How Does One Compare Apples With Oranges?
Works by Vladimir Kurjan, Cécile Chaminade, Béla Bartók, Carl Maria von Weber, Pyotr Ilyich Tchaikovsky, Khachatur Avetisyan, Jean Sibelius, and Gioacchino Rossini
Alexandra Dzenisenia (Cimbalom), Jagoda Krzeminska (Flute), Eivind Holtsmark Ringstad (Viola), Michaela Spacková (Bassoon), Dominic Chamot (Piano), Narek Kazazyan (Qanun), Emmanuel Tjeknavorian (Violin)
Mnozil Brass, Martin Grubinger & The Percussive Planet Ensemble, Radio-Symphonieorchester Wien, Cornelius Meister (conductor)
Vienna City Hall (© Mike Ranz)
Europeans follow the Eurovision Song Contest almost as passionately as Americans watch Super Bowl on TV. Less popular is the Song Contest’s sibling, the biennial Eurovision Young Musicians Competition, open to classical musicians under the age of 19. Organized by the European Broadcasting Union, each member country chooses their candidate in national preliminaries. For the fourth time, Vienna hosted this year’s Finale. This coincided with the inauguration of the Wiener Festwochen, a month long festival of music, theatre and arts. Against the splendid backdrop of the Vienna City Hall and with an audience of over 40.000, the young finalists engaged in a truly magnificent musical tournament.
Fourteen young musicians met in Vienna this year to compete in the semifinals on May 5 and May 6. An international jury, headed by Austrian pianist Markus Hinterhäuser, with Polish conductor Agnieszka Duczmal, Norwegian conductor Christian Eggen, clarinetist Carol McGonnell from Ireland, and Czech hornist Radek Baborak, had the difficult task of picking a winner from the seven finalists in last night’s big showdown.
An enthusiastic crowd of music lovers gathered on this warm summer night, waving flags, holding up posters and chanting the names of their favorites. Mnozil Brass, Vienna’s slapstick brass septet, together with the Radio Symphony Orchestra Vienna under Cornelius Meister, opened the concert with their version of Rossini’s Wilhelm Tell Overture.
The first contestant to take the stage was 18-year-old cimbalom player Alexandra Dzenisenia from Belarus. The cimbalom, or hammered dulcimer, is a hugely popular instrument in Belarus. Alexandra played Vladimir Kurjan’s Concertino with enormous virtuosity. Her impressive technique, skillful glissandi and vibrato almost made up for the work’s shallow musical offering.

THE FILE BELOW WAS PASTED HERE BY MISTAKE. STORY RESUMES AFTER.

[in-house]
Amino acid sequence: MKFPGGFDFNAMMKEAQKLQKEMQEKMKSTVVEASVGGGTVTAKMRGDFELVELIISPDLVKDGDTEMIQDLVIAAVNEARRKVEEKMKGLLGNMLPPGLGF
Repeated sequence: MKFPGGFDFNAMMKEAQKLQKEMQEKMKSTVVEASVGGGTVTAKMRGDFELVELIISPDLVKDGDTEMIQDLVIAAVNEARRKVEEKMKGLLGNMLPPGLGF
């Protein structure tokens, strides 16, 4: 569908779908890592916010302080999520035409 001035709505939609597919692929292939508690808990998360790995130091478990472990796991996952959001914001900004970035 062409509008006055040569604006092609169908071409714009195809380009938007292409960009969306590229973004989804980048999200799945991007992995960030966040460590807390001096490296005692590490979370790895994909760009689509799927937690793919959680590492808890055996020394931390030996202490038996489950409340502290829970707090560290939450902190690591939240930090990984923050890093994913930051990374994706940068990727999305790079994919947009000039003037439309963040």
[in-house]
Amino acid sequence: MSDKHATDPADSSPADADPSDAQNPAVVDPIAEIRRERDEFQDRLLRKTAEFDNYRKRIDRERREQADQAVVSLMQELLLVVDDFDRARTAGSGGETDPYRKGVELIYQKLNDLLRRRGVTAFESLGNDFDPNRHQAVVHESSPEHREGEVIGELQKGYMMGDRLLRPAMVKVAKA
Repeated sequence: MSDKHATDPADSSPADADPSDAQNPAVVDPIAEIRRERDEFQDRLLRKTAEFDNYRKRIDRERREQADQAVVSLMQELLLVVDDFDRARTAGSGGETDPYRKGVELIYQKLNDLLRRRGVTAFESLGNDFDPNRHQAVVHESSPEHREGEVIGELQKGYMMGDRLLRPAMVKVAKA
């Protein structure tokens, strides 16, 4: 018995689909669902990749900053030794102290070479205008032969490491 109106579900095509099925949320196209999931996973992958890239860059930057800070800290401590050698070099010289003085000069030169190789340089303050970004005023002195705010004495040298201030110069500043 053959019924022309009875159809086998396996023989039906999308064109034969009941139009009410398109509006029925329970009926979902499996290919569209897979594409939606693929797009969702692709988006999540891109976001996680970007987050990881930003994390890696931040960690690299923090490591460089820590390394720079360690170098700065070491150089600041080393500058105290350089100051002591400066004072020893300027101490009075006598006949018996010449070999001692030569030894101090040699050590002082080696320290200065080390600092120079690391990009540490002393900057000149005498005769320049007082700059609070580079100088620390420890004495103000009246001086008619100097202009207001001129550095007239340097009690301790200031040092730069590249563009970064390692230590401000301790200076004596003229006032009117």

Next was 15-year-old Polish flutist Jagoda Krzeminska, performing Cécile Chaminade’s Concertino for Flute and Orchestra. A student of Georges Bizet, Chaminade is a little known woman composer of the last century. Jagoda was convincing with her beautiful warm sound, especially in the low registers, and mature sense for phrasing and timing.
E. Holtsmark Ringstad (© Morten Brakestad)
Eivind Holtsmark Ringstad, 17, Norwegian violist, chose the last two movements of Bartók’s Viola Concerto. From the very first pianissimo note of the spiritual 2nd movement, he succeeded in conjuring up an intimate atmosphere amidst the carnival like setting of the open-air event. His flawless technique allowed him to play long legato phrases, even in the softest pianissimo. He performed the folkloristic 3rd movement with drive and energy.
Michaela Spacková, 18, bassoonist from the Czech Republic, performed the 1st movement of Carl Maria von Weber’s unspectacular Concerto for Bassoon and Orchestra with verve and elegance. Her interaction with the orchestra was excellent and her technique immaculate.
The Mnozil Brass entertained the crowd with their hilarious version of Queen’s Bohemian Rhapsody before German pianist Dominic Chamot, 16, took the stage to perform the 3rd movement of Tchaikovsky’s Piano Concerto No. 1. Cornelius Meister and the ORF Symphony Orchestra rushed this promising talent mercilessly through the triumphant finale.
Armenia qualified for the first time in the Finale of the European Young Musicians Competition. Narek Kazazyan, only 15 years old, the youngest participant, enthralled the audience with his incredibly virtuoso performance of Khatchatur Avetisyan’s Concerto for Qanun and Orchestra Nr. 2. The qanun, a member of the zither family, is frequently used in Armenian folk music. Narek’s joy of performing was infectious.
Austrian local matador, violinist Emmanuel Tjeknavorian, 17, was the last participant. He performed the 3rd movement of the Sibelius Violin Concerto. Not worn out from the grueling 1st and 2nd movements, Emmanuel was able to delve into an energetic interpretation of this 3rd movement.
While the jury retreated for its deliberations, the night’s charming host, Austrian percussion sensation Martin Grubinger took the audience on a trip around the world. His Percussive Planet Ensemble, an international troupe of percussionists, performed fireworks for an enthusiastic audience.
The question that loomed large: how does one compare a cimbalom player with a bassoonist, a violist with a qanun player? How does one compare apples with oranges? It finally comes down to personal taste. The jury decided to award Armenian Narek Kazazyan 3rd prize, and Austrian (of Armenian origin) Emmanuel Tjeknavorian 2nd prize. The well-deserved 1st prize went to Eivind Holtsmark Ringstad from Norway.
Apples or oranges – they certainly were all delicious! If these young musicians are the face of tomorrow’s Europe, Europe can surely look forward to a bright future!
Eurovision Young Artists Competition